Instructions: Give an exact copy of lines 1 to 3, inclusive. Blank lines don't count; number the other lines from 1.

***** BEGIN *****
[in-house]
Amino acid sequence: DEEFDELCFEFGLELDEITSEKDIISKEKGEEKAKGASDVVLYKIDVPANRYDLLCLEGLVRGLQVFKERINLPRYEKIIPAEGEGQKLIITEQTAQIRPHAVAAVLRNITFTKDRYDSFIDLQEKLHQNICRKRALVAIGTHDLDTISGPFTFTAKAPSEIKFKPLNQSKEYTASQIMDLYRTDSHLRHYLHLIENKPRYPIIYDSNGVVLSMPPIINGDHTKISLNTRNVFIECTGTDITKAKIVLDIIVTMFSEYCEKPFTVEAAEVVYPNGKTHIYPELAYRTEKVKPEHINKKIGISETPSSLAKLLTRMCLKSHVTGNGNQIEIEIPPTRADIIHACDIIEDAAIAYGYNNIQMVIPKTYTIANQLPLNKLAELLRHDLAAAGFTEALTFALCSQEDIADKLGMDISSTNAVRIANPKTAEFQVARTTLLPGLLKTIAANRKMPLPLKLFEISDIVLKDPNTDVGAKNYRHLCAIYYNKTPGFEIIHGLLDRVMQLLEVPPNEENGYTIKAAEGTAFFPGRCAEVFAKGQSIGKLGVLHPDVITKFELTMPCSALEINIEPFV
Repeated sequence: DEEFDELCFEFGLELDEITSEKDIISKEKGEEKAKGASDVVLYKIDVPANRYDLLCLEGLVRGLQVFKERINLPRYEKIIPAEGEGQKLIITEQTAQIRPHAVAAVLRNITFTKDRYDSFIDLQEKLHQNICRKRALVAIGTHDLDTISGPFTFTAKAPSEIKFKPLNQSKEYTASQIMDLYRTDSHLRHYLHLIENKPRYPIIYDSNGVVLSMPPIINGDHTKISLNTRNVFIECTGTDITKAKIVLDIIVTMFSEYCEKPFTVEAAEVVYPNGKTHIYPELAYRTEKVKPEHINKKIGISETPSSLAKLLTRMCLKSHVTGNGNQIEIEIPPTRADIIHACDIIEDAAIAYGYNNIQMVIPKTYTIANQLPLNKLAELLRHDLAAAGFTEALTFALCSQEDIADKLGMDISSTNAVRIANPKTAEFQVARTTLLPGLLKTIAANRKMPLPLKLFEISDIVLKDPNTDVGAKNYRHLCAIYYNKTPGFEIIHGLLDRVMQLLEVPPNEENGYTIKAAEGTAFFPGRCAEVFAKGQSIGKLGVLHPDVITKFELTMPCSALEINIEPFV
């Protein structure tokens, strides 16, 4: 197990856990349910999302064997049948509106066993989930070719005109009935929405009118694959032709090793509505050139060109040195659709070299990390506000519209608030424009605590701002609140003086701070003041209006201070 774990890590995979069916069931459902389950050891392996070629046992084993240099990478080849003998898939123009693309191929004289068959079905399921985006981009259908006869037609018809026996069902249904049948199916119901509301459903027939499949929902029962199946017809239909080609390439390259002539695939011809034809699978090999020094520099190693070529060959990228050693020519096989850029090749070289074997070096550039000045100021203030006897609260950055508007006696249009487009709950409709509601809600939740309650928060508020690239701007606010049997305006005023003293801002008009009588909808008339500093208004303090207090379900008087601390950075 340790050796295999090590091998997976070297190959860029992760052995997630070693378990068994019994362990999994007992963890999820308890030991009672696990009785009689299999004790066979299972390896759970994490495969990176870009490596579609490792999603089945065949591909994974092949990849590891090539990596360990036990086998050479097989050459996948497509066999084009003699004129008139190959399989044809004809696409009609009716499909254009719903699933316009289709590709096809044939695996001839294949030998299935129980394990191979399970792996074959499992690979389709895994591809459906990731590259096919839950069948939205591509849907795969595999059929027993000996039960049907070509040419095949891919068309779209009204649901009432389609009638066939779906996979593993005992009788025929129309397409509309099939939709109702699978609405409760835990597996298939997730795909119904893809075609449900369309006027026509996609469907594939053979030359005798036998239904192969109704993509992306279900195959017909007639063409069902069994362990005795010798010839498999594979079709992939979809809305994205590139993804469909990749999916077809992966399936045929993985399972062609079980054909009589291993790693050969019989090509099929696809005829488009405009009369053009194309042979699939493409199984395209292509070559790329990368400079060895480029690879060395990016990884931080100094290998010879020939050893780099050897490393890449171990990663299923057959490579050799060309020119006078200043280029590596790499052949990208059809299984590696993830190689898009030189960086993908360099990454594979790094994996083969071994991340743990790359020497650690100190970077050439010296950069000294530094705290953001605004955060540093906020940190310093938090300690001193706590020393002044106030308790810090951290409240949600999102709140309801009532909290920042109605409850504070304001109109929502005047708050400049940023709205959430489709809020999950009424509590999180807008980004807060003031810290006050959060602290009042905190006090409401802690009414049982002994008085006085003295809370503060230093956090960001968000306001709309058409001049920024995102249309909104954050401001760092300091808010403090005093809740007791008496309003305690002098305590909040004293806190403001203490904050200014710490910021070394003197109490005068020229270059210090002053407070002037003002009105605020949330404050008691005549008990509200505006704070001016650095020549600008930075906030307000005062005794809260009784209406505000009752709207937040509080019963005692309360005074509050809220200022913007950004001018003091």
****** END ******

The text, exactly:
[in-house]
Amino acid sequence: DEEFDELCFEFGLELDEITSEKDIISKEKGEEKAKGASDVVLYKIDVPANRYDLLCLEGLVRGLQVFKERINLPRYEKIIPAEGEGQKLIITEQTAQIRPHAVAAVLRNITFTKDRYDSFIDLQEKLHQNICRKRALVAIGTHDLDTISGPFTFTAKAPSEIKFKPLNQSKEYTASQIMDLYRTDSHLRHYLHLIENKPRYPIIYDSNGVVLSMPPIINGDHTKISLNTRNVFIECTGTDITKAKIVLDIIVTMFSEYCEKPFTVEAAEVVYPNGKTHIYPELAYRTEKVKPEHINKKIGISETPSSLAKLLTRMCLKSHVTGNGNQIEIEIPPTRADIIHACDIIEDAAIAYGYNNIQMVIPKTYTIANQLPLNKLAELLRHDLAAAGFTEALTFALCSQEDIADKLGMDISSTNAVRIANPKTAEFQVARTTLLPGLLKTIAANRKMPLPLKLFEISDIVLKDPNTDVGAKNYRHLCAIYYNKTPGFEIIHGLLDRVMQLLEVPPNEENGYTIKAAEGTAFFPGRCAEVFAKGQSIGKLGVLHPDVITKFELTMPCSALEINIEPFV
Repeated sequence: DEEFDELCFEFGLELDEITSEKDIISKEKGEEKAKGASDVVLYKIDVPANRYDLLCLEGLVRGLQVFKERINLPRYEKIIPAEGEGQKLIITEQTAQIRPHAVAAVLRNITFTKDRYDSFIDLQEKLHQNICRKRALVAIGTHDLDTISGPFTFTAKAPSEIKFKPLNQSKEYTASQIMDLYRTDSHLRHYLHLIENKPRYPIIYDSNGVVLSMPPIINGDHTKISLNTRNVFIECTGTDITKAKIVLDIIVTMFSEYCEKPFTVEAAEVVYPNGKTHIYPELAYRTEKVKPEHINKKIGISETPSSLAKLLTRMCLKSHVTGNGNQIEIEIPPTRADIIHACDIIEDAAIAYGYNNIQMVIPKTYTIANQLPLNKLAELLRHDLAAAGFTEALTFALCSQEDIADKLGMDISSTNAVRIANPKTAEFQVARTTLLPGLLKTIAANRKMPLPLKLFEISDIVLKDPNTDVGAKNYRHLCAIYYNKTPGFEIIHGLLDRVMQLLEVPPNEENGYTIKAAEGTAFFPGRCAEVFAKGQSIGKLGVLHPDVITKFELTMPCSALEINIEPFV